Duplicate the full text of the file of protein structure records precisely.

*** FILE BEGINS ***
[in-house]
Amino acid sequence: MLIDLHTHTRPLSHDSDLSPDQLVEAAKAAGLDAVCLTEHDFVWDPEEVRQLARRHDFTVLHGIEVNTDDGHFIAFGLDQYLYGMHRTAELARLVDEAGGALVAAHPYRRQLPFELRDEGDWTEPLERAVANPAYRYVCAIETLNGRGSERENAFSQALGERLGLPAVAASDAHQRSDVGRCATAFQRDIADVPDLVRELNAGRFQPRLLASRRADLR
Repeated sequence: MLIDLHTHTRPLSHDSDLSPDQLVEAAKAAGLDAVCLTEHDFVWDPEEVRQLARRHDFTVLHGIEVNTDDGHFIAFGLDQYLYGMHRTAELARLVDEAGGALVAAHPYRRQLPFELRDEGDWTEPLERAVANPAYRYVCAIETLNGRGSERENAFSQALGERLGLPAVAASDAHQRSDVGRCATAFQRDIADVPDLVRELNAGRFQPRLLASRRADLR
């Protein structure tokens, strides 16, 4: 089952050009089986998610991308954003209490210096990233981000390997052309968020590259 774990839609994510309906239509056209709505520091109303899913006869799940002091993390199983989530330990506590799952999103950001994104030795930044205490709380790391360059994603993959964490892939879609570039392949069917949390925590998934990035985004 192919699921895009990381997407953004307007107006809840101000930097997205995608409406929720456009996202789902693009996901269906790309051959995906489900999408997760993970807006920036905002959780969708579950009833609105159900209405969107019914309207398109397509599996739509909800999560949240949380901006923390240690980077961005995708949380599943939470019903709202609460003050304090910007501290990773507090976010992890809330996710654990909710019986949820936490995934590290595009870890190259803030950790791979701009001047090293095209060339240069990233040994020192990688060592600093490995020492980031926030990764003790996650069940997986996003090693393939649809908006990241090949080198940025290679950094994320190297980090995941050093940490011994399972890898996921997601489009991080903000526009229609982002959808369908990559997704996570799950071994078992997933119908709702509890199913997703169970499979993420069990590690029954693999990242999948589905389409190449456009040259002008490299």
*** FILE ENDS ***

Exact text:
[in-house]
Amino acid sequence: MLIDLHTHTRPLSHDSDLSPDQLVEAAKAAGLDAVCLTEHDFVWDPEEVRQLARRHDFTVLHGIEVNTDDGHFIAFGLDQYLYGMHRTAELARLVDEAGGALVAAHPYRRQLPFELRDEGDWTEPLERAVANPAYRYVCAIETLNGRGSERENAFSQALGERLGLPAVAASDAHQRSDVGRCATAFQRDIADVPDLVRELNAGRFQPRLLASRRADLR
Repeated sequence: MLIDLHTHTRPLSHDSDLSPDQLVEAAKAAGLDAVCLTEHDFVWDPEEVRQLARRHDFTVLHGIEVNTDDGHFIAFGLDQYLYGMHRTAELARLVDEAGGALVAAHPYRRQLPFELRDEGDWTEPLERAVANPAYRYVCAIETLNGRGSERENAFSQALGERLGLPAVAASDAHQRSDVGRCATAFQRDIADVPDLVRELNAGRFQPRLLASRRADLR
């Protein structure tokens, strides 16, 4: 089952050009089986998610991308954003209490210096990233981000390997052309968020590259 774990839609994510309906239509056209709505520091109303899913006869799940002091993390199983989530330990506590799952999103950001994104030795930044205490709380790391360059994603993959964490892939879609570039392949069917949390925590998934990035985004 192919699921895009990381997407953004307007107006809840101000930097997205995608409406929720456009996202789902693009996901269906790309051959995906489900999408997760993970807006920036905002959780969708579950009833609105159900209405969107019914309207398109397509599996739509909800999560949240949380901006923390240690980077961005995708949380599943939470019903709202609460003050304090910007501290990773507090976010992890809330996710654990909710019986949820936490995934590290595009870890190259803030950790791979701009001047090293095209060339240069990233040994020192990688060592600093490995020492980031926030990764003790996650069940997986996003090693393939649809908006990241090949080198940025290679950094994320190297980090995941050093940490011994399972890898996921997601489009991080903000526009229609982002959808369908990559997704996570799950071994078992997933119908709702509890199913997703169970499979993420069990590690029954693999990242999948589905389409190449456009040259002008490299």